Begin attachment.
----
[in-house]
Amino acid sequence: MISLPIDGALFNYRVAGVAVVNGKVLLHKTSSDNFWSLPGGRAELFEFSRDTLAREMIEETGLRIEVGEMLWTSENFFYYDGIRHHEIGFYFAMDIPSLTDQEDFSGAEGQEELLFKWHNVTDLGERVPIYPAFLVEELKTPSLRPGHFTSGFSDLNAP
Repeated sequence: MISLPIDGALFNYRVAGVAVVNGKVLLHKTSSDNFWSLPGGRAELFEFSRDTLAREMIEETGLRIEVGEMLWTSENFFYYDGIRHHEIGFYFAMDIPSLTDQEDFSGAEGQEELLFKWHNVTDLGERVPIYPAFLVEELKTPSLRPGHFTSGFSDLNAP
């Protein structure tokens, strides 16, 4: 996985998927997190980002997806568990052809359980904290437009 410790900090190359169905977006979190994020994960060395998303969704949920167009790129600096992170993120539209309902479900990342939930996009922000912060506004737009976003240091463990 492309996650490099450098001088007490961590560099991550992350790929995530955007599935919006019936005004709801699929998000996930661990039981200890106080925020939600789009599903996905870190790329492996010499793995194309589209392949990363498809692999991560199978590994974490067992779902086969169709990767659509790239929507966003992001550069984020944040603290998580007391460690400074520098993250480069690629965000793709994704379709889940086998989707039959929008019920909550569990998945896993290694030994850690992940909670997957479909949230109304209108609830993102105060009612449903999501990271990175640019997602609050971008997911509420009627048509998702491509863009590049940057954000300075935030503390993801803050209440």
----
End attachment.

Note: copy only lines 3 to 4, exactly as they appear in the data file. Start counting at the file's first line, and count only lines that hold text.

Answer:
Repeated sequence: MISLPIDGALFNYRVAGVAVVNGKVLLHKTSSDNFWSLPGGRAELFEFSRDTLAREMIEETGLRIEVGEMLWTSENFFYYDGIRHHEIGFYFAMDIPSLTDQEDFSGAEGQEELLFKWHNVTDLGERVPIYPAFLVEELKTPSLRPGHFTSGFSDLNAP
């Protein structure tokens, strides 16, 4: 996985998927997190980002997806568990052809359980904290437009 410790900090190359169905977006979190994020994960060395998303969704949920167009790129600096992170993120539209309902479900990342939930996009922000912060506004737009976003240091463990 492309996650490099450098001088007490961590560099991550992350790929995530955007599935919006019936005004709801699929998000996930661990039981200890106080925020939600789009599903996905870190790329492996010499793995194309589209392949990363498809692999991560199978590994974490067992779902086969169709990767659509790239929507966003992001550069984020944040603290998580007391460690400074520098993250480069690629965000793709994704379709889940086998989707039959929008019920909550569990998945896993290694030994850690992940909670997957479909949230109304209108609830993102105060009612449903999501990271990175640019997602609050971008997911509420009627048509998702491509863009590049940057954000300075935030503390993801803050209440």